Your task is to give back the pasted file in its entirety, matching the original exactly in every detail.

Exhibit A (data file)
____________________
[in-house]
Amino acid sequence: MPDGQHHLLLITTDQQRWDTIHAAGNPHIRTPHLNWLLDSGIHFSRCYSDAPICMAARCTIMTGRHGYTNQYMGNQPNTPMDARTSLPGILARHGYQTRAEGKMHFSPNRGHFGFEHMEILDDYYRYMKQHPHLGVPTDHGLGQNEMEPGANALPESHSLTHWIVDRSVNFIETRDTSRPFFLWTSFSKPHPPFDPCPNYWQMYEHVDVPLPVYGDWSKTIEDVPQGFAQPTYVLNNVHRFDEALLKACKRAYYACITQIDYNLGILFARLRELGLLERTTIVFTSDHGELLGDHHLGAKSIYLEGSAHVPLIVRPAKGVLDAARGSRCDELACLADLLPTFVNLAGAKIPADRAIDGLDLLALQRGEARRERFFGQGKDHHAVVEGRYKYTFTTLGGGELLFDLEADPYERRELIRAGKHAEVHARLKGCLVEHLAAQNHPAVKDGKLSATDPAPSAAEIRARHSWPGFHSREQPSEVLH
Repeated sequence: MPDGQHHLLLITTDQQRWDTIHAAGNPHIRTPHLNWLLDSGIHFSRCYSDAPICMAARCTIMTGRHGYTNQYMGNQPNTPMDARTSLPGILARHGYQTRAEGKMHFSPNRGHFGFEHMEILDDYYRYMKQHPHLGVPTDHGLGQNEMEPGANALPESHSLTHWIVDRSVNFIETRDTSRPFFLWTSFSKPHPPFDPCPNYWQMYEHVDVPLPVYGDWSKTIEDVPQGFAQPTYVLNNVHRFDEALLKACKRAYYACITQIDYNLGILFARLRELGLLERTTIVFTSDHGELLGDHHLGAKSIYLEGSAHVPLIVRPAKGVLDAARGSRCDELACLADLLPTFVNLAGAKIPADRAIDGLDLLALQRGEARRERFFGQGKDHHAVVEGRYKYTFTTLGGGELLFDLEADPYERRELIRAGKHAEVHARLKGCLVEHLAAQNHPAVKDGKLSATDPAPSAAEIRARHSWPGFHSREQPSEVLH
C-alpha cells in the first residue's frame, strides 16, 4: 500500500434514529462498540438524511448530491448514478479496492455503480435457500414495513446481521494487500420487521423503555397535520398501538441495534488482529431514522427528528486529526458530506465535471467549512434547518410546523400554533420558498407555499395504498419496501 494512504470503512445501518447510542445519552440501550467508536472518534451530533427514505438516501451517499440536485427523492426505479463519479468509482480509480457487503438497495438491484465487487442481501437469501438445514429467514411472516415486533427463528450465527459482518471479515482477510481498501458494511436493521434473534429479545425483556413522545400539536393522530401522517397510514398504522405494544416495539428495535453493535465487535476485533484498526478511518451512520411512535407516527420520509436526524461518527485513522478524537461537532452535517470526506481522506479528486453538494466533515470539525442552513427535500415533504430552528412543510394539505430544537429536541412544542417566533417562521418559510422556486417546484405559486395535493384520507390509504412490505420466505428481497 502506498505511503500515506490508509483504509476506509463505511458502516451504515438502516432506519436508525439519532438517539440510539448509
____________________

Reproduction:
[in-house]
Amino acid sequence: MPDGQHHLLLITTDQQRWDTIHAAGNPHIRTPHLNWLLDSGIHFSRCYSDAPICMAARCTIMTGRHGYTNQYMGNQPNTPMDARTSLPGILARHGYQTRAEGKMHFSPNRGHFGFEHMEILDDYYRYMKQHPHLGVPTDHGLGQNEMEPGANALPESHSLTHWIVDRSVNFIETRDTSRPFFLWTSFSKPHPPFDPCPNYWQMYEHVDVPLPVYGDWSKTIEDVPQGFAQPTYVLNNVHRFDEALLKACKRAYYACITQIDYNLGILFARLRELGLLERTTIVFTSDHGELLGDHHLGAKSIYLEGSAHVPLIVRPAKGVLDAARGSRCDELACLADLLPTFVNLAGAKIPADRAIDGLDLLALQRGEARRERFFGQGKDHHAVVEGRYKYTFTTLGGGELLFDLEADPYERRELIRAGKHAEVHARLKGCLVEHLAAQNHPAVKDGKLSATDPAPSAAEIRARHSWPGFHSREQPSEVLH
Repeated sequence: MPDGQHHLLLITTDQQRWDTIHAAGNPHIRTPHLNWLLDSGIHFSRCYSDAPICMAARCTIMTGRHGYTNQYMGNQPNTPMDARTSLPGILARHGYQTRAEGKMHFSPNRGHFGFEHMEILDDYYRYMKQHPHLGVPTDHGLGQNEMEPGANALPESHSLTHWIVDRSVNFIETRDTSRPFFLWTSFSKPHPPFDPCPNYWQMYEHVDVPLPVYGDWSKTIEDVPQGFAQPTYVLNNVHRFDEALLKACKRAYYACITQIDYNLGILFARLRELGLLERTTIVFTSDHGELLGDHHLGAKSIYLEGSAHVPLIVRPAKGVLDAARGSRCDELACLADLLPTFVNLAGAKIPADRAIDGLDLLALQRGEARRERFFGQGKDHHAVVEGRYKYTFTTLGGGELLFDLEADPYERRELIRAGKHAEVHARLKGCLVEHLAAQNHPAVKDGKLSATDPAPSAAEIRARHSWPGFHSREQPSEVLH
C-alpha cells in the first residue's frame, strides 16, 4: 500500500434514529462498540438524511448530491448514478479496492455503480435457500414495513446481521494487500420487521423503555397535520398501538441495534488482529431514522427528528486529526458530506465535471467549512434547518410546523400554533420558498407555499395504498419496501 494512504470503512445501518447510542445519552440501550467508536472518534451530533427514505438516501451517499440536485427523492426505479463519479468509482480509480457487503438497495438491484465487487442481501437469501438445514429467514411472516415486533427463528450465527459482518471479515482477510481498501458494511436493521434473534429479545425483556413522545400539536393522530401522517397510514398504522405494544416495539428495535453493535465487535476485533484498526478511518451512520411512535407516527420520509436526524461518527485513522478524537461537532452535517470526506481522506479528486453538494466533515470539525442552513427535500415533504430552528412543510394539505430544537429536541412544542417566533417562521418559510422556486417546484405559486395535493384520507390509504412490505420466505428481497 502506498505511503500515506490508509483504509476506509463505511458502516451504515438502516432506519436508525439519532438517539440510539448509